Department of Geography research is giving some of the first guidance to decision-makers on how the United Nation’s sustainable development goal for the oceans might be achieved.
In a paper published on Dec. 14, Julie Reimer, a geography PhD candidate, outlines how common management tools can help Canada succeed in meeting ocean sustainability targets and that some targets for critical ocean issues, like reducing ocean pollution, aren’t likely to be met using our preferred tools.
“There’s a lot of momentum to get to this goal, and next year is also the start of the United Nations Decade of Ocean Science for Sustainable Development,” she said. “But at the other end of that are managers and decision-makers who actually have to get us to these goals. They’re not going to be easy to reach and this paper was born out of the question: How do we do it?”
Seven common tools
Ms. Reimer began by looking at seven tools to better understand what role they actually play.
“Some of the tools manage resources and multiple activities in one space, while others manage just one activity in a space. We compared and contrasted the tools, making connections between them and the targets for sustainable oceans.”
“We give evidence to show single sector tools, or managing one use at a time, is not enough.”
Those targets include such things as protecting the oceans, restored and healthy ecosystems, sustainable fisheries and reducing the impacts of ocean acidification and marine pollution.
She looked for evidence of the social, economic and ecological outcomes of these tools in the scientific literature and asked experts for their views.
Once the evidence was compiled, she used a confidence assessment method to determine whether a tool could deliver on a particular outcome.
“Ultimately, we determined that tools that regulate or manage more than one human activity in the same space – such as a marine protected area, which brings together sectors such as conservation, fisheries, shipping and sometimes oil and gas – hold the most potential to get us to these goals,” she said.
“While this is not a new concept and is something scientists have known for a long time, what’s exciting about this paper is that we give evidence to show single sector tools, or managing one use at a time, is not enough. They’re not going to get us to these goals.”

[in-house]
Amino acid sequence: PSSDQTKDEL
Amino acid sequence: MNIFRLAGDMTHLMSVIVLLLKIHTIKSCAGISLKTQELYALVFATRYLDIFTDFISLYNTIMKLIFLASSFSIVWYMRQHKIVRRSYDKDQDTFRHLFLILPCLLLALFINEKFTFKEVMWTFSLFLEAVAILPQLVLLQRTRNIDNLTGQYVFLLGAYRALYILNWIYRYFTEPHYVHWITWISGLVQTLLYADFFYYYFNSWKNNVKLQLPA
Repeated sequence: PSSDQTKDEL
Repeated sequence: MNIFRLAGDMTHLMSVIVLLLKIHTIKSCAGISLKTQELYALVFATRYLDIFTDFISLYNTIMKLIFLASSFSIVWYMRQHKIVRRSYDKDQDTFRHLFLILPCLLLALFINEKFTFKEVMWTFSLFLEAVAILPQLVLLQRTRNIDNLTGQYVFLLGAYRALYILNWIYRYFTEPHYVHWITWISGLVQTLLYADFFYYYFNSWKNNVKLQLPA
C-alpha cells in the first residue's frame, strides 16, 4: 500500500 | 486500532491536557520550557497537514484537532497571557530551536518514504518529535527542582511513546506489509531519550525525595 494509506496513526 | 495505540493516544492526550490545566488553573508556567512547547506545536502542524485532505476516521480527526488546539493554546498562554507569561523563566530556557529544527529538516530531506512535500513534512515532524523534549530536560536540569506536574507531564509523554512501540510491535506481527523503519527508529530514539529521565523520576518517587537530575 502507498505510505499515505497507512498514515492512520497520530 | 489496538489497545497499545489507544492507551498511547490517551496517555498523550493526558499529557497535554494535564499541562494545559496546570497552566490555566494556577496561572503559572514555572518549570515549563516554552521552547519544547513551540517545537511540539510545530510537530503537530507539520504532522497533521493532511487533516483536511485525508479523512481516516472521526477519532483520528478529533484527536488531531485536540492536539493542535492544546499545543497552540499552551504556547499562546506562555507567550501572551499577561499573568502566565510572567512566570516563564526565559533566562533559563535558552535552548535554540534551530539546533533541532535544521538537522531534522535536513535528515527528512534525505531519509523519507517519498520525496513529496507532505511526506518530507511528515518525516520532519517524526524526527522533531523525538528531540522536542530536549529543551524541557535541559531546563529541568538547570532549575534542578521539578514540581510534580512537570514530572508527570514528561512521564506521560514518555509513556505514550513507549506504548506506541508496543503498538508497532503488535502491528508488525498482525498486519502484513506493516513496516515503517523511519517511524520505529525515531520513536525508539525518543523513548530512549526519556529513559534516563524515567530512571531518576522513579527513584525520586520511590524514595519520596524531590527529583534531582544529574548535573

Big picture goals
In completing her study, Ms. Reimer says she was also able to determine that some of the targets are not likely to be met using the current tools in the ocean management toolbox.
The targets for ocean pollution and ocean acidification are bigger picture goals that need other pieces to come together, she says.
“Reducing carbon emissions is needed to reduce the impacts of acidification. Ocean pollution is another problem that needs to be solved on land. Again, these aren’t new concepts, but we now have the evidence to say it with clarity.”
Social and economic impacts
She also notes that while the science is there to show the ecological impacts of various tools, there are major gaps in understanding the social and economic impacts.
“That’s a huge problem, because management tools ask someone, somewhere to change their behaviour, and we need to understand how the outcomes will affect them. If people can see the benefit to them, that’s what will make these tools effective in the end.”
Ms. Reimer hopes her paper tells a compelling story to government, ocean managers, scientists and conservation agencies and clearly provides evidence for the tools that hold the most potential to get Canada to its goals, if investments are made in the right places.
“We need to invest in multi-sector management tools,” she said. “It’s not enough to do one activity at a time. These are the things we need to do to have a world that is connected by the ocean in so many different ways that continues to function and that benefits everybody.”